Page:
Compassion influences valedictorian’s research focus
ince the pandemic, many students have experienced increasing rates of depression and anxiety. But this can be doubly felt by nursing students, who encounter stressors in both classroom and clinical settings.
Priya Polanco understands these pressures all too well. She’s a graduating nursing student, a member of the Honors College, valedictorian and student speaker at her commencement ceremony.
When she thought about her own transition from high school to college and then the nursing program, she wondered if she could help her peers by learning more about what makes them anxious.
“It can be a big academic adjustment to the rigor of nursing school,” she said, “and we have educational clinical rotations where—for many of us—it’s our first time dealing with sick and dying patients.”
Polanco worked with Dr. Talecia Warren, assistant professor of nursing, to create a research plan, create an online screening tool, analyze the data and discuss questions. Through her research, Polanco found that on average, her peers experience normal depression levels, but elevated levels of anxiety.
Polanco has identified solutions too. She cites nursing-focused counseling and positive coping mechanisms as methods nursing students can utilize for help.
And her hard work has paid off in one respect—Polanco accepted a position as a registered nurse in the Cardiovascular Intensive Care Unit at Emory University Hospital.
Q: Looking back, what are some things you’ve learned along the way?
A: Each semester seemed to move so slowly during the moment, but when I reflect, it feels like time passed quickly. I have learned a lot academically and clinically. I feel prepared for my next step of becoming a registered nurse. I have also learned a lot about time management and knowing when to ask for help. I’m very excited for graduation and everything that is next. I can’t wait to see how much my time at GCSU has helped prepare me academically, professionally and personally.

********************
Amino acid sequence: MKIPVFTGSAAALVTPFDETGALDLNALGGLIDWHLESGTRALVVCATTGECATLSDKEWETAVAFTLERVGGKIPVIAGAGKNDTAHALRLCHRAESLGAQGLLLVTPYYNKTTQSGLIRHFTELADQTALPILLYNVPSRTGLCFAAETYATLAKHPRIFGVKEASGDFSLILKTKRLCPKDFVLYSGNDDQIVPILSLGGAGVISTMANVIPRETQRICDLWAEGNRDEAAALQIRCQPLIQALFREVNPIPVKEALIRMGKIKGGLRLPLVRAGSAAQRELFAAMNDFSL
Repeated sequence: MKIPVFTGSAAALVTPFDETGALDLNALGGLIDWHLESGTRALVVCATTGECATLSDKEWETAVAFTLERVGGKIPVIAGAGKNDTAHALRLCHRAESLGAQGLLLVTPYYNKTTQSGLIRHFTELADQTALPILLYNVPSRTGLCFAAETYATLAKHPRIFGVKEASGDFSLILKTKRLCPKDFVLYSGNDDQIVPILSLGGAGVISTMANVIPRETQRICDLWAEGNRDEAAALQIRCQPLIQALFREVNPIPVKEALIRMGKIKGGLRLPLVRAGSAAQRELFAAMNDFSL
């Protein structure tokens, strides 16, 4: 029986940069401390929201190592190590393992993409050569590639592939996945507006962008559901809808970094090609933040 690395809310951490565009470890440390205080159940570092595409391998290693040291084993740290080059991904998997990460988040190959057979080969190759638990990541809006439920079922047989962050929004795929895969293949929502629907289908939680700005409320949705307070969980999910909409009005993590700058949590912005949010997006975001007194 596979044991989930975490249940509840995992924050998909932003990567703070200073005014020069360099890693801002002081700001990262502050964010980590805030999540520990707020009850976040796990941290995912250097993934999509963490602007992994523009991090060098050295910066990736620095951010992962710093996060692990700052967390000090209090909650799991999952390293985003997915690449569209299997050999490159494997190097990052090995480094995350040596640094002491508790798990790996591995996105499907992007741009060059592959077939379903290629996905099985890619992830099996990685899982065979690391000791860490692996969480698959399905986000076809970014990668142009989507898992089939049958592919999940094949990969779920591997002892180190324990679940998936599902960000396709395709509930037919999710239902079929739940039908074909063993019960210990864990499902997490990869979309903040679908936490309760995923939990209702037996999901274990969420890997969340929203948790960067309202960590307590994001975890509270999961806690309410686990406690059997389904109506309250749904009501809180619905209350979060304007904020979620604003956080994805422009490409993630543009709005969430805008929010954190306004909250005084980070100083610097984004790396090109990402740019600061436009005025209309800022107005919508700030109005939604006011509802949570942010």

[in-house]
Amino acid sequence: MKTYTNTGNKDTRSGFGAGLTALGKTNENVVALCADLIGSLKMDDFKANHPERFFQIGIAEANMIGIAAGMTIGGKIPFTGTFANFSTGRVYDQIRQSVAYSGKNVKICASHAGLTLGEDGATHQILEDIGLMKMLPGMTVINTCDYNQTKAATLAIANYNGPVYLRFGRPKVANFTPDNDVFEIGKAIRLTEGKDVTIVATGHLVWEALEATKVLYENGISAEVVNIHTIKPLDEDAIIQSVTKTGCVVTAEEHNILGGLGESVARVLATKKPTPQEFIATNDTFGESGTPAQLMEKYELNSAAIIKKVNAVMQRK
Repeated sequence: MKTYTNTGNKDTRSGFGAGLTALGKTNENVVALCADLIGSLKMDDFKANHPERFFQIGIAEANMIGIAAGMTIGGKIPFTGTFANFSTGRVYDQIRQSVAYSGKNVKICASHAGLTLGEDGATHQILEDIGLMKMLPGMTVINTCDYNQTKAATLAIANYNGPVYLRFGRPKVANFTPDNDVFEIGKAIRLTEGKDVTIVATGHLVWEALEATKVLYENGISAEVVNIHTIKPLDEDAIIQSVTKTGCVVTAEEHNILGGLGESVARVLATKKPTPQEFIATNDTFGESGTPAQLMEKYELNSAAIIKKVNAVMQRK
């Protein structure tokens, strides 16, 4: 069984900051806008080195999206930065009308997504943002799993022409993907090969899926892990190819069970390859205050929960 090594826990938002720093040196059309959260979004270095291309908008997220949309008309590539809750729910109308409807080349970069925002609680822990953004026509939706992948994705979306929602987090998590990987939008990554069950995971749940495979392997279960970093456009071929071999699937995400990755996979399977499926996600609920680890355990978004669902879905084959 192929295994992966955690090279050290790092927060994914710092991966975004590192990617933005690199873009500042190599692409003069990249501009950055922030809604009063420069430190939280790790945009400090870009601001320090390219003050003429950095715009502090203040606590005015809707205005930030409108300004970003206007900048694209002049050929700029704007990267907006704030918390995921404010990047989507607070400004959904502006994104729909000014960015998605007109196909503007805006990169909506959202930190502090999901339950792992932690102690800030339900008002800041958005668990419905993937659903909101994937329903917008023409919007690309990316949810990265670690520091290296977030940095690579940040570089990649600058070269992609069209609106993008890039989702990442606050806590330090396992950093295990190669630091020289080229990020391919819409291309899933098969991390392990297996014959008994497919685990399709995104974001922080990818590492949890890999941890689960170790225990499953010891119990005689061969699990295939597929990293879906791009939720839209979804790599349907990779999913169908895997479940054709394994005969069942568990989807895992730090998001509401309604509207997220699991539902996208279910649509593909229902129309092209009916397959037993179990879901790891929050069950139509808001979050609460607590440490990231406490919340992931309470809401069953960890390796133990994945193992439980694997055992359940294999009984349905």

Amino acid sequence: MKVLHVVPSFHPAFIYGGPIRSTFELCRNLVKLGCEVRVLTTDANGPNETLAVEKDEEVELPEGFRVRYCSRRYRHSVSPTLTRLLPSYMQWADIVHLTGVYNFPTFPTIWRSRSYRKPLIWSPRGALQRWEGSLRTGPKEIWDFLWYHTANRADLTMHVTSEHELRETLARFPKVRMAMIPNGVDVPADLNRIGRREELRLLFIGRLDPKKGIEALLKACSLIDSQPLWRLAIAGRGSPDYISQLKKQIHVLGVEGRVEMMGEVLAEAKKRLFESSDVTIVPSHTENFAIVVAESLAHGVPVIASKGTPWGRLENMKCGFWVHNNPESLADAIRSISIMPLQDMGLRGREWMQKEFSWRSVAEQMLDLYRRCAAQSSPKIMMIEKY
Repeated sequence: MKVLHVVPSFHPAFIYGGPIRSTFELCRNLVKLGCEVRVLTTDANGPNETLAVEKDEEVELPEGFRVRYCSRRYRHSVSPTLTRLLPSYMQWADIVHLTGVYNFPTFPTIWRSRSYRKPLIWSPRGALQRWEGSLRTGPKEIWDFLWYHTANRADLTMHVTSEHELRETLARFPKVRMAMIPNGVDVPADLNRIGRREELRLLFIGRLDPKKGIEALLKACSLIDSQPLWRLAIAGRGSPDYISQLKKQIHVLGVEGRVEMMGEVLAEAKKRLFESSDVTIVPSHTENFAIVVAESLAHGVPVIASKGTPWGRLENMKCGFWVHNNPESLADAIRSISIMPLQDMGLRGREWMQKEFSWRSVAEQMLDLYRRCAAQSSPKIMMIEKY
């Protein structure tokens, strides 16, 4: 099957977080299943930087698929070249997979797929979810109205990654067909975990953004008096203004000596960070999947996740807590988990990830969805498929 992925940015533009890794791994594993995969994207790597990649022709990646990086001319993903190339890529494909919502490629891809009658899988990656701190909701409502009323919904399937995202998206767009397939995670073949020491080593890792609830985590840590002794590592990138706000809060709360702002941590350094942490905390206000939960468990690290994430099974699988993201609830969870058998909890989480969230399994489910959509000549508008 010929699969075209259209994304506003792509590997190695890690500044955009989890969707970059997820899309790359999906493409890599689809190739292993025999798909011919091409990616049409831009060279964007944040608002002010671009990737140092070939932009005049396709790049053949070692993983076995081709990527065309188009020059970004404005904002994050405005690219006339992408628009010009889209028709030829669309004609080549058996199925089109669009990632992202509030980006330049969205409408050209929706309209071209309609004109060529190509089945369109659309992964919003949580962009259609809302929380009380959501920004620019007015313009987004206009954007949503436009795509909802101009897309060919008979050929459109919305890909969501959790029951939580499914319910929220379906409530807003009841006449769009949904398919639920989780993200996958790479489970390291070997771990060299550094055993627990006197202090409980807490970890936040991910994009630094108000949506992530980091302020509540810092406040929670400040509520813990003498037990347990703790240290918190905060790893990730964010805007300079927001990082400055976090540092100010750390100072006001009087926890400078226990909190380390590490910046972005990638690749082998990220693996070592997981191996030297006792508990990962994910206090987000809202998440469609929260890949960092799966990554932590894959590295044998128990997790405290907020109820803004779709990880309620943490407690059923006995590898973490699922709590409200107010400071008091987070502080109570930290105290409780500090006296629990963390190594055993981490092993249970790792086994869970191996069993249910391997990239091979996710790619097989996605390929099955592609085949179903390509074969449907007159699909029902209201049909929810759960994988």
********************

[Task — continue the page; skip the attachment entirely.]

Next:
Q: What led you to nursing?
A: When I was younger, I would help take care of my grandmother and my mom after she suffered an injury that left her temporarily immobilized. As I got older, I realized that I truly enjoyed learning about the human body and pathology, but really wanted the direct patient interaction that’s found in nursing. I wanted to be able to help people on their worst days and treat them with the same kindness and empathy that my family was shown. I knew that nursing would allow me the opportunity to do this, from an academic and clinical standpoint.
Q: Tell me about yourself and your interests outside of nursing.
A: I’m from Stone Mountain, Georgia. Outside of nursing, I enjoy playing tennis, watching anime and spending time with my family, friends and cat. My time here has been academically challenging but very rewarding. The community here, especially my friends and professors, has been very supportive. I’ve been a part of different groups and organizations on campus like the Honors College, Georgia College Association of Nursing Students and the Learning Center. I have been able to meet new people, have intellectual discussions on different topics, help other students and do my best to enjoy my time here.